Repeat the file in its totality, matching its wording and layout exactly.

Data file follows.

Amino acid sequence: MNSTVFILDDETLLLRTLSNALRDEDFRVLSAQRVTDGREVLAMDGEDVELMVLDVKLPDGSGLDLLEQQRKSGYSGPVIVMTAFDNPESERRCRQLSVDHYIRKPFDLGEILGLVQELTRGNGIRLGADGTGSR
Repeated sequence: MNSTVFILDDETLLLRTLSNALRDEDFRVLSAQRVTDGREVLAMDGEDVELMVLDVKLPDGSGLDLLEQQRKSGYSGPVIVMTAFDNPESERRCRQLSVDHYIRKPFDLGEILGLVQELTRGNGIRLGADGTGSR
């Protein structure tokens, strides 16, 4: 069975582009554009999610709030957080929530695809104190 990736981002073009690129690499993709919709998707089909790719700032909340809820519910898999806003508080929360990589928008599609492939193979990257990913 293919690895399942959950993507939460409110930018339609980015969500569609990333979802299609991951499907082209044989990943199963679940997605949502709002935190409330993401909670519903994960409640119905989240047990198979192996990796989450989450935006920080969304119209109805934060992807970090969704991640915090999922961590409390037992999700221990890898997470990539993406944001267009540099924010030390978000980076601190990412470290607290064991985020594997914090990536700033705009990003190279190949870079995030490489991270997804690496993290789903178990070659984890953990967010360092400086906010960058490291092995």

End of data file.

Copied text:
Amino acid sequence: MNSTVFILDDETLLLRTLSNALRDEDFRVLSAQRVTDGREVLAMDGEDVELMVLDVKLPDGSGLDLLEQQRKSGYSGPVIVMTAFDNPESERRCRQLSVDHYIRKPFDLGEILGLVQELTRGNGIRLGADGTGSR
Repeated sequence: MNSTVFILDDETLLLRTLSNALRDEDFRVLSAQRVTDGREVLAMDGEDVELMVLDVKLPDGSGLDLLEQQRKSGYSGPVIVMTAFDNPESERRCRQLSVDHYIRKPFDLGEILGLVQELTRGNGIRLGADGTGSR
């Protein structure tokens, strides 16, 4: 069975582009554009999610709030957080929530695809104190 990736981002073009690129690499993709919709998707089909790719700032909340809820519910898999806003508080929360990589928008599609492939193979990257990913 293919690895399942959950993507939460409110930018339609980015969500569609990333979802299609991951499907082209044989990943199963679940997605949502709002935190409330993401909670519903994960409640119905989240047990198979192996990796989450989450935006920080969304119209109805934060992807970090969704991640915090999922961590409390037992999700221990890898997470990539993406944001267009540099924010030390978000980076601190990412470290607290064991985020594997914090990536700033705009990003190279190949870079995030490489991270997804690496993290789903178990070659984890953990967010360092400086906010960058490291092995």